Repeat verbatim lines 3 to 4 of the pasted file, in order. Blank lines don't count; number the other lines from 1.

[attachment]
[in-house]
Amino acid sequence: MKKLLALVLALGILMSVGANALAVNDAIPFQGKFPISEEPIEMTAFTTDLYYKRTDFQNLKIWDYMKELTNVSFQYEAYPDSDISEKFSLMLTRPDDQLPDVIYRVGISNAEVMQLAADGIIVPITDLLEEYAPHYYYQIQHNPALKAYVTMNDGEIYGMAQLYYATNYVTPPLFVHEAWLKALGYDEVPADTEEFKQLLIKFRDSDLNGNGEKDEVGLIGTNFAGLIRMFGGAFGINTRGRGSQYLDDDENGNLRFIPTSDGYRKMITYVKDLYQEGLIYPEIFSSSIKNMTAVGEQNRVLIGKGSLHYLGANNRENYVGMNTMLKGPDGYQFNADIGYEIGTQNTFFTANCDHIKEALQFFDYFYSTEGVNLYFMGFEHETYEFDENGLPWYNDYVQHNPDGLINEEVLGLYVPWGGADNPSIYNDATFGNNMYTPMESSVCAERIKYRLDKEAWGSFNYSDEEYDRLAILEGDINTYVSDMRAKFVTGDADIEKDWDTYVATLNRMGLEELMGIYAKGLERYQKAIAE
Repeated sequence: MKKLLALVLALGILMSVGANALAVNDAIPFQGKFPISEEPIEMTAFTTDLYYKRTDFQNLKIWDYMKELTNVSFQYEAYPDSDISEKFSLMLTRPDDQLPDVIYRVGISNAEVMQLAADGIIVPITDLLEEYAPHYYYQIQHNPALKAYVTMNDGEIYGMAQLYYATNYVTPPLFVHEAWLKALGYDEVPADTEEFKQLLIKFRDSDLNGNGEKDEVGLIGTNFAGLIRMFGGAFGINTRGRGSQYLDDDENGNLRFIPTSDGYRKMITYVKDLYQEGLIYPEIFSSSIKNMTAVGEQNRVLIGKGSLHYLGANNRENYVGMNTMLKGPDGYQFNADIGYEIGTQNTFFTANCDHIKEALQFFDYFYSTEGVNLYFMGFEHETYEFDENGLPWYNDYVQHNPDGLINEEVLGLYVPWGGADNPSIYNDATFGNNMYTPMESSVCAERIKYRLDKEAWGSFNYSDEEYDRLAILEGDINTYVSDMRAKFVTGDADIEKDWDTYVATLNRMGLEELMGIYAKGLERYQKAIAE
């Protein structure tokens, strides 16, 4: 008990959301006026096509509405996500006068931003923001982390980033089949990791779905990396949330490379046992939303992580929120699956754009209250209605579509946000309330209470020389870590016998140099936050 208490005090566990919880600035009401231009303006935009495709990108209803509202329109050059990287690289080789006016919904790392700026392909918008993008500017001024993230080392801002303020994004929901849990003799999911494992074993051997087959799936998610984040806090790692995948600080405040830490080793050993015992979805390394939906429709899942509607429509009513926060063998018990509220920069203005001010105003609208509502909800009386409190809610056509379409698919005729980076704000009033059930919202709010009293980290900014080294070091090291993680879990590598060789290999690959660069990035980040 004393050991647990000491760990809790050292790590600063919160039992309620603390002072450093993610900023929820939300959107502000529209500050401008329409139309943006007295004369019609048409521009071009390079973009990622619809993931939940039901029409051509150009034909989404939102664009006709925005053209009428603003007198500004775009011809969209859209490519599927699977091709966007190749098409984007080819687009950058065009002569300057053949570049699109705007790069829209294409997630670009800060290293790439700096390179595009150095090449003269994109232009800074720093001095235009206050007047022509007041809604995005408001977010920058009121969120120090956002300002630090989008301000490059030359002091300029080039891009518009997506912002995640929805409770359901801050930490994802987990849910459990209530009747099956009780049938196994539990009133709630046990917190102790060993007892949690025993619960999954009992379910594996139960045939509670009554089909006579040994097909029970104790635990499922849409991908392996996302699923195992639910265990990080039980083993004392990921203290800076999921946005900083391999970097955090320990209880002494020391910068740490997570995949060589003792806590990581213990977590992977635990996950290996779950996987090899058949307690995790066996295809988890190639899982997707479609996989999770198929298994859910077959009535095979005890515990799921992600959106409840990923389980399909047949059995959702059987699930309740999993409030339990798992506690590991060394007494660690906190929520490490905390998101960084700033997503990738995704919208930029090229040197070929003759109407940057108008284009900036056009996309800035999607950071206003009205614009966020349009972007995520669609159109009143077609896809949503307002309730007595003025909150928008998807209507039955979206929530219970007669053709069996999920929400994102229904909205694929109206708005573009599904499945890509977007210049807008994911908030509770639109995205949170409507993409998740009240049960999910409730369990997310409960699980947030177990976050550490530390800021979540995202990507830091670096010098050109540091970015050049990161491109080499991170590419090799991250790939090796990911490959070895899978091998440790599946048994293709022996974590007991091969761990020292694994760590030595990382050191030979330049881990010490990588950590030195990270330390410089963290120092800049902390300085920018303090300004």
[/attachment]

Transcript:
Repeated sequence: MKKLLALVLALGILMSVGANALAVNDAIPFQGKFPISEEPIEMTAFTTDLYYKRTDFQNLKIWDYMKELTNVSFQYEAYPDSDISEKFSLMLTRPDDQLPDVIYRVGISNAEVMQLAADGIIVPITDLLEEYAPHYYYQIQHNPALKAYVTMNDGEIYGMAQLYYATNYVTPPLFVHEAWLKALGYDEVPADTEEFKQLLIKFRDSDLNGNGEKDEVGLIGTNFAGLIRMFGGAFGINTRGRGSQYLDDDENGNLRFIPTSDGYRKMITYVKDLYQEGLIYPEIFSSSIKNMTAVGEQNRVLIGKGSLHYLGANNRENYVGMNTMLKGPDGYQFNADIGYEIGTQNTFFTANCDHIKEALQFFDYFYSTEGVNLYFMGFEHETYEFDENGLPWYNDYVQHNPDGLINEEVLGLYVPWGGADNPSIYNDATFGNNMYTPMESSVCAERIKYRLDKEAWGSFNYSDEEYDRLAILEGDINTYVSDMRAKFVTGDADIEKDWDTYVATLNRMGLEELMGIYAKGLERYQKAIAE
């Protein structure tokens, strides 16, 4: 008990959301006026096509509405996500006068931003923001982390980033089949990791779905990396949330490379046992939303992580929120699956754009209250209605579509946000309330209470020389870590016998140099936050 208490005090566990919880600035009401231009303006935009495709990108209803509202329109050059990287690289080789006016919904790392700026392909918008993008500017001024993230080392801002303020994004929901849990003799999911494992074993051997087959799936998610984040806090790692995948600080405040830490080793050993015992979805390394939906429709899942509607429509009513926060063998018990509220920069203005001010105003609208509502909800009386409190809610056509379409698919005729980076704000009033059930919202709010009293980290900014080294070091090291993680879990590598060789290999690959660069990035980040 004393050991647990000491760990809790050292790590600063919160039992309620603390002072450093993610900023929820939300959107502000529209500050401008329409139309943006007295004369019609048409521009071009390079973009990622619809993931939940039901029409051509150009034909989404939102664009006709925005053209009428603003007198500004775009011809969209859209490519599927699977091709966007190749098409984007080819687009950058065009002569300057053949570049699109705007790069829209294409997630670009800060290293790439700096390179595009150095090449003269994109232009800074720093001095235009206050007047022509007041809604995005408001977010920058009121969120120090956002300002630090989008301000490059030359002091300029080039891009518009997506912002995640929805409770359901801050930490994802987990849910459990209530009747099956009780049938196994539990009133709630046990917190102790060993007892949690025993619960999954009992379910594996139960045939509670009554089909006579040994097909029970104790635990499922849409991908392996996302699923195992639910265990990080039980083993004392990921203290800076999921946005900083391999970097955090320990209880002494020391910068740490997570995949060589003792806590990581213990977590992977635990996950290996779950996987090899058949307690995790066996295809988890190639899982997707479609996989999770198929298994859910077959009535095979005890515990799921992600959106409840990923389980399909047949059995959702059987699930309740999993409030339990798992506690590991060394007494660690906190929520490490905390998101960084700033997503990738995704919208930029090229040197070929003759109407940057108008284009900036056009996309800035999607950071206003009205614009966020349009972007995520669609159109009143077609896809949503307002309730007595003025909150928008998807209507039955979206929530219970007669053709069996999920929400994102229904909205694929109206708005573009599904499945890509977007210049807008994911908030509770639109995205949170409507993409998740009240049960999910409730369990997310409960699980947030177990976050550490530390800021979540995202990507830091670096010098050109540091970015050049990161491109080499991170590419090799991250790939090796990911490959070895899978091998440790599946048994293709022996974590007991091969761990020292694994760590030595990382050191030979330049881990010490990588950590030195990270330390410089963290120092800049902390300085920018303090300004």